motherbreasts3Milk filled party balloons, needles, pins, apron. Rachel Fallon 2014

It wasn’t something ever mentioned in the prenatal classes and I remember weeping in rage when I read how the author casually breastfed her two day old while traipsing with her multitude of other children across an idyllic field. I had pain, comedy porn breasts and a child who couldn’t latch on.

About Rachel Fallon

Rachel Fallon is a visual artist and mother of two sons. Her work explores the nature of defence and protection in the domestic and maternal realms.

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3 Responses to “Mother Breasts”

  1. Helen Sargeant

    I like your playful use of party balloons filled with milk, the oozing out as if a body.
    I had cabbages stuck down my bra when Syd was born to relieve the engorement. Not sure how much relief they gave but I looked very funny. I was astonished at how big my breasts grew as the milk came in. I too remember the pain of my sons latching on and sucking. The power of him sucking on my nipples, it definitely hurt. I think the skin got tougher or I did as the weeks progressed.

  2. Frances

    I love the tremendous tension in this image. It conveys pent-up feeling, fear of the unknown, uncontrollable experiences rushing in with motherhood, at a time when a woman weeps with the sheer exhaustion and hormonal bloodbath after birth. Are we making it all seem bad? I think it is merely that it is enormously difficult, and perhaps for a generation of women who have tentatively begun to think of themselves as having undreamed of choices and autonomy over their bodies, it is a shock to find that nature has other plans.

    Some military type in an intriguing tv show I watched remarked of the young men in his charge, they are all stupid. That’s why they are so f***ing brave.

    We are not stupid, and we are hypersensitized by the experience of expectant motherhood and birth. The loss of control also encompasses the extraordinary love wrenched out of us at the sight of the child, too. We imprint, we feed, we are animalistic.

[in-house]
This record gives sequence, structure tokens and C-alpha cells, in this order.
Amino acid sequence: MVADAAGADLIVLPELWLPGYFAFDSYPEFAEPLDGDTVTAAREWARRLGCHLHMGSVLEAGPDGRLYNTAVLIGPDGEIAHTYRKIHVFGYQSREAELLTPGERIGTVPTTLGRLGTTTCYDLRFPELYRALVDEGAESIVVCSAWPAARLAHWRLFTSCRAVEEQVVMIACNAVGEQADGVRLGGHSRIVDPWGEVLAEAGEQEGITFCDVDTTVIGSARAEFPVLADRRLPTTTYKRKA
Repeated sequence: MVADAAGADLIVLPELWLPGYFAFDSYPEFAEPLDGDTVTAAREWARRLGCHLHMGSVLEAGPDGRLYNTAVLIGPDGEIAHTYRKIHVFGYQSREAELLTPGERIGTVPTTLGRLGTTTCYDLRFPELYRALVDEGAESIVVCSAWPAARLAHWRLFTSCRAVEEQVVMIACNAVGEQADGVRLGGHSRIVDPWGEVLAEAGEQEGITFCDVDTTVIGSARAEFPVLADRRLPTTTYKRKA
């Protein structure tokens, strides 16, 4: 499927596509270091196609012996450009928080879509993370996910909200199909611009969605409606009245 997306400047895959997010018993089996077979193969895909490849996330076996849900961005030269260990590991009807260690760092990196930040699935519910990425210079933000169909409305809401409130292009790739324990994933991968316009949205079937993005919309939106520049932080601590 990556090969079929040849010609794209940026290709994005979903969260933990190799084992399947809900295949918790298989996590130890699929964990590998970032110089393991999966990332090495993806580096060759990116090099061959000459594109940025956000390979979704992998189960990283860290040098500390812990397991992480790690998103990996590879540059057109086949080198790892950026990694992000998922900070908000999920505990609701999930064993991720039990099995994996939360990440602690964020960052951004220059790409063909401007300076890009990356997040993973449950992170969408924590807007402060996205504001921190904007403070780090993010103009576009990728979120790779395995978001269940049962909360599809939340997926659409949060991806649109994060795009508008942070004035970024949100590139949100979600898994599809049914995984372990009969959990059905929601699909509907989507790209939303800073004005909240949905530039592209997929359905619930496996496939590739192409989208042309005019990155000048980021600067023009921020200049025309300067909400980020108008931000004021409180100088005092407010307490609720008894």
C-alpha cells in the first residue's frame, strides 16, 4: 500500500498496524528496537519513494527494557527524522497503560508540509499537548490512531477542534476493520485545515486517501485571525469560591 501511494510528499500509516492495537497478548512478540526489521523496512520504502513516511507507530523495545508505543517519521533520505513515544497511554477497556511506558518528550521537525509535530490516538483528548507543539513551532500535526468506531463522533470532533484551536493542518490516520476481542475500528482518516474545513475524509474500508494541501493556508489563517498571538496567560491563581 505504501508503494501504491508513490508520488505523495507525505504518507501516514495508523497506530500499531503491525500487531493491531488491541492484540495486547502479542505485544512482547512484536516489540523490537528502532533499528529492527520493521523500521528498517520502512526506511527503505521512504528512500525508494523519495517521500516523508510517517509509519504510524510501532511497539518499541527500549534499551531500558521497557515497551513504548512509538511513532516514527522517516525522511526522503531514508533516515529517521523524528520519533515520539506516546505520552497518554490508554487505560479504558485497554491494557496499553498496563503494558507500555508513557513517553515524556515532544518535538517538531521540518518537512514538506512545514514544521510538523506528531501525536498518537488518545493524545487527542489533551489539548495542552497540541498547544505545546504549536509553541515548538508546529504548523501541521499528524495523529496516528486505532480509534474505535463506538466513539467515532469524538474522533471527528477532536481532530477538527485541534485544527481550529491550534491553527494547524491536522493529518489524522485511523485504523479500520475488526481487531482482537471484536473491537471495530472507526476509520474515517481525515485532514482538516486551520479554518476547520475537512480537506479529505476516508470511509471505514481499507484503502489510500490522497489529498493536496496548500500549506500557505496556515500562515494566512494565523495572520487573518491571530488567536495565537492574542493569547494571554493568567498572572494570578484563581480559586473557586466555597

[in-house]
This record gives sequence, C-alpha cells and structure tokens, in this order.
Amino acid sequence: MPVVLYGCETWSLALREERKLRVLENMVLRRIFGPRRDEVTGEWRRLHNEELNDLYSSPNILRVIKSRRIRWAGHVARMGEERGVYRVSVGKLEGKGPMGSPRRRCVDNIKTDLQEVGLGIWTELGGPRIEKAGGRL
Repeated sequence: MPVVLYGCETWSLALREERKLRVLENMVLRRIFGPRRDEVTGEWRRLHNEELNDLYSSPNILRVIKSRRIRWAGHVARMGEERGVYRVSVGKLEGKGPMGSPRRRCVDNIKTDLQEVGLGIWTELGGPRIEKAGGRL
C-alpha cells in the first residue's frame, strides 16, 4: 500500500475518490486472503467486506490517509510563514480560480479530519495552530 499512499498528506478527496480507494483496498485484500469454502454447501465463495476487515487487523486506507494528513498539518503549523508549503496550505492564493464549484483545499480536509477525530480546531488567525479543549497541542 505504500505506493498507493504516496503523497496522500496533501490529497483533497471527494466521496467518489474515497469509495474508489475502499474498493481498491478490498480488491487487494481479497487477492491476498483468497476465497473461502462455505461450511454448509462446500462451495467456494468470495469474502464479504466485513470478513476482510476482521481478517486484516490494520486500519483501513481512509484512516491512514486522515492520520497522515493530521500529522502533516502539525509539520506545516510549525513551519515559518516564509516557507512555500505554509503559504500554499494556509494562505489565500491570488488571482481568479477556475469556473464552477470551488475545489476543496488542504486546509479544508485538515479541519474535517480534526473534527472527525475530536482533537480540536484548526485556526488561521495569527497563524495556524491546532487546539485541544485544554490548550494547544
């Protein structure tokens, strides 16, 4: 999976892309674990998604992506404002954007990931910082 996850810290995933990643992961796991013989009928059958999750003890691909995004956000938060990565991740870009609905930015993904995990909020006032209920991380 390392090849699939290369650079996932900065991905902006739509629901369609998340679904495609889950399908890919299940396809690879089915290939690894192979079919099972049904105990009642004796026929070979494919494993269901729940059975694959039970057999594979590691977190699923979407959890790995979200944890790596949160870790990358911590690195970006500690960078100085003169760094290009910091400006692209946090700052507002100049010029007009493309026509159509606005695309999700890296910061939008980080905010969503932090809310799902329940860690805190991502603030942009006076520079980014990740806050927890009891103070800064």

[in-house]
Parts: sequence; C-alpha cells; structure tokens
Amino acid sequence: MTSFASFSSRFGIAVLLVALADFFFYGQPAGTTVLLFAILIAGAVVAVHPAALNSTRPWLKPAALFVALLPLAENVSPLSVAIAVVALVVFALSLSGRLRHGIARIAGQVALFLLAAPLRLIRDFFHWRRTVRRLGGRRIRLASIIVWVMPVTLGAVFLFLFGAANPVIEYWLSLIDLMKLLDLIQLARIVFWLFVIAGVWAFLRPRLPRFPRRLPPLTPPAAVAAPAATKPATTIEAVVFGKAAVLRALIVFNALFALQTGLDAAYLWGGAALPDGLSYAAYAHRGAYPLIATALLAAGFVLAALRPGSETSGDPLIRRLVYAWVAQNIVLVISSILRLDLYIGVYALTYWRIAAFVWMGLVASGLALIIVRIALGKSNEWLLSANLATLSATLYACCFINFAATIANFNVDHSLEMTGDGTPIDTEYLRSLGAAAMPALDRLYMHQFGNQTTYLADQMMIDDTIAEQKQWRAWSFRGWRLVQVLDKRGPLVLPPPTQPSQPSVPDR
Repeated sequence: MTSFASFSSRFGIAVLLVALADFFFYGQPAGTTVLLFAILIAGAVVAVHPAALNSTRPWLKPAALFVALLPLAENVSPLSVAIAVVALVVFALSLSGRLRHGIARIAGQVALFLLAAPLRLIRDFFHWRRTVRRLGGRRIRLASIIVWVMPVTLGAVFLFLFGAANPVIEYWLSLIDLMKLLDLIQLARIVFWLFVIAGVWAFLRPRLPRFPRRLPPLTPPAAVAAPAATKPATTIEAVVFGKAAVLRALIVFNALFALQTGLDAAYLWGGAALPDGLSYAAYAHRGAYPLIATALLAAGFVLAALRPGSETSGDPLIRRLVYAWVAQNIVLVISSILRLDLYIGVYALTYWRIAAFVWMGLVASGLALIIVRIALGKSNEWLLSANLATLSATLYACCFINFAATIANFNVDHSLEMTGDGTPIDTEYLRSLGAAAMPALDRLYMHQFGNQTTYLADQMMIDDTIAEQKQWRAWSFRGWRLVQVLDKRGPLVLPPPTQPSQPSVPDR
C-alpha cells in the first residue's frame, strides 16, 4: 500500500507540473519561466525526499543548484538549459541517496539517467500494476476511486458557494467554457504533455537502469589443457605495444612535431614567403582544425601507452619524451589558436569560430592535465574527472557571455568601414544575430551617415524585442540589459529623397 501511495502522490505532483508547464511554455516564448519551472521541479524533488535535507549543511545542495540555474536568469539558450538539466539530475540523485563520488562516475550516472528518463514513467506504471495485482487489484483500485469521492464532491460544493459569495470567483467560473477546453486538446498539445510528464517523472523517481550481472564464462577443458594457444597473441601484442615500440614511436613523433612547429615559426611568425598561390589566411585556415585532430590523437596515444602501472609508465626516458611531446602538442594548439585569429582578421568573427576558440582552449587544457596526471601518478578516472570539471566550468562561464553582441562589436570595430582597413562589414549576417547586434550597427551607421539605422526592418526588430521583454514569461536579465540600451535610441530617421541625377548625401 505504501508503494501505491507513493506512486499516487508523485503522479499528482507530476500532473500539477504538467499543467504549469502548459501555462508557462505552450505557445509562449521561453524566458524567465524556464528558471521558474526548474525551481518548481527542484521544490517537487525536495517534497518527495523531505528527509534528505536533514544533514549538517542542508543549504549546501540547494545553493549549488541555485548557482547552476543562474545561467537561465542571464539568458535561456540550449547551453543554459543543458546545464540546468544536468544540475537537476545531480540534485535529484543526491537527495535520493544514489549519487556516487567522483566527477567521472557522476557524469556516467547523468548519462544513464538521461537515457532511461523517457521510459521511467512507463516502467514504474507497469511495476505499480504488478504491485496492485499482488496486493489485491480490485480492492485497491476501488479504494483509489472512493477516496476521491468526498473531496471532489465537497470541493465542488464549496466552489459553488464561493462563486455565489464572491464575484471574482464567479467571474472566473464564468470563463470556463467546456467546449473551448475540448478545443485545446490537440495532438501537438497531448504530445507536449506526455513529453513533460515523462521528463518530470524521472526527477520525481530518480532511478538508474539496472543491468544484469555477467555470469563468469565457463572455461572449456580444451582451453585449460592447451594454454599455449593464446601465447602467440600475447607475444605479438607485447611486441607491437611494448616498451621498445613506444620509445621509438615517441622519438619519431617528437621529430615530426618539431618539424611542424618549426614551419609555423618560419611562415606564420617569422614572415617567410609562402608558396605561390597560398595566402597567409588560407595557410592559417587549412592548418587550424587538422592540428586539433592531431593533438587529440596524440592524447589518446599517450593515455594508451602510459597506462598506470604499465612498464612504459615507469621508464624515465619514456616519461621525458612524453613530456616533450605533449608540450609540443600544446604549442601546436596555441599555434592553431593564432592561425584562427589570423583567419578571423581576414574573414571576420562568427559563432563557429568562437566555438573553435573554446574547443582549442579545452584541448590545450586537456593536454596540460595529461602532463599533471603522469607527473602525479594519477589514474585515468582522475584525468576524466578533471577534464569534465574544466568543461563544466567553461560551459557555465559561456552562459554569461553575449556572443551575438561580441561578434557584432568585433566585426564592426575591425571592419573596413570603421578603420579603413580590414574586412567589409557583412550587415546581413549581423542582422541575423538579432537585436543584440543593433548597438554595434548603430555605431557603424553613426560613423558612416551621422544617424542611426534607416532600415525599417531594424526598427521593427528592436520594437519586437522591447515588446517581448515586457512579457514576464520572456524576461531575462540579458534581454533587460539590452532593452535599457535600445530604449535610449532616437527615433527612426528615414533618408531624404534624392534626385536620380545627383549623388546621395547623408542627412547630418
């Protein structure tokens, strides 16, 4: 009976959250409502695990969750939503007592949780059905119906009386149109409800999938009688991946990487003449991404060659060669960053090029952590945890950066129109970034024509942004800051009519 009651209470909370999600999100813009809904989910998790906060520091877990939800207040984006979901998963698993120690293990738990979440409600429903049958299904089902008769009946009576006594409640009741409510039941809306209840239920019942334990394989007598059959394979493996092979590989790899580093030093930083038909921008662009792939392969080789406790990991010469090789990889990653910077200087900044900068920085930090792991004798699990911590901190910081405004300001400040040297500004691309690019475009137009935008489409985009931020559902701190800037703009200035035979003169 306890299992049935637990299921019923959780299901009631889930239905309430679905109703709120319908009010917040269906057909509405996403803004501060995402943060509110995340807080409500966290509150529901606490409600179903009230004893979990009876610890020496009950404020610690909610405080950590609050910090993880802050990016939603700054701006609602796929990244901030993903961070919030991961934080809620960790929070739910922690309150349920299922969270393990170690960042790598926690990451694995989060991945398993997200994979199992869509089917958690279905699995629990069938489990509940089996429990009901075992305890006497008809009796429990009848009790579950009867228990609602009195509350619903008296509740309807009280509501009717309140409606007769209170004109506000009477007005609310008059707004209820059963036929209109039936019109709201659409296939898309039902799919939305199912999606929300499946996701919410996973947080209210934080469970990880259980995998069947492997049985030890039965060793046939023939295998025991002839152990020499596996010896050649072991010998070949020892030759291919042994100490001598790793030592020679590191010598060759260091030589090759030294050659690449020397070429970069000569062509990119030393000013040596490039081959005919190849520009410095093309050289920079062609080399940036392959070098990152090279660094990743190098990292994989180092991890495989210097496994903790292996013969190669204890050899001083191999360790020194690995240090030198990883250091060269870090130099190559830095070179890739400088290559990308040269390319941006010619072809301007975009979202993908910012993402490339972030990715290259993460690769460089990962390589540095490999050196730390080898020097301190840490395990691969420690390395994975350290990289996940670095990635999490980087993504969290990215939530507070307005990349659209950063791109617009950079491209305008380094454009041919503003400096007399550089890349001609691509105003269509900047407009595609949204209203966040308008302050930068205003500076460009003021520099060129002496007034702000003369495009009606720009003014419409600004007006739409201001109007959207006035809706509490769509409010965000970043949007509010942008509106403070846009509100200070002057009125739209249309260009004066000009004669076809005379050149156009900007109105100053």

“Expectant motherhood” is a good phrase to sum up the feelings I get from looking at this image.

  3. Rachel Fallon

    Frances, Helen, thank you so much for your comments. Frances, you raised a point that came up for me when I was creating this piece, ” Are we making it all seem bad?”. On reflection I don’t think so. I believe you are right regarding the previous autonomy we thought we had over our bodies and the shock we have when nature challenges this but I also feel part of this comes from a quite medically led ‘one size fits all’ approach. Women have been doing this for eons so pull up your socks, kind of thing and yes they have but a little compassion wouldn’t go amiss for those whose experiences were different.
    I got the hang of breastfeeding eventually and it was a marvellous bond between me and my son but it might have been helpful for me to feel I was not the only one with difficulties -that some things don’t come naturally to some people and that that’s ok. I find it correlates with how children are told they are good/ not good at art or drawing and that many seem to feel it’s something you can’t learn. I want to rebel against that sort of limited thinking. They are techniques – so yes you can learn drawing and breastfeeding and anything else you want but sometimes you have to breathe deep and laugh at the world as you face it with leaky breasts.


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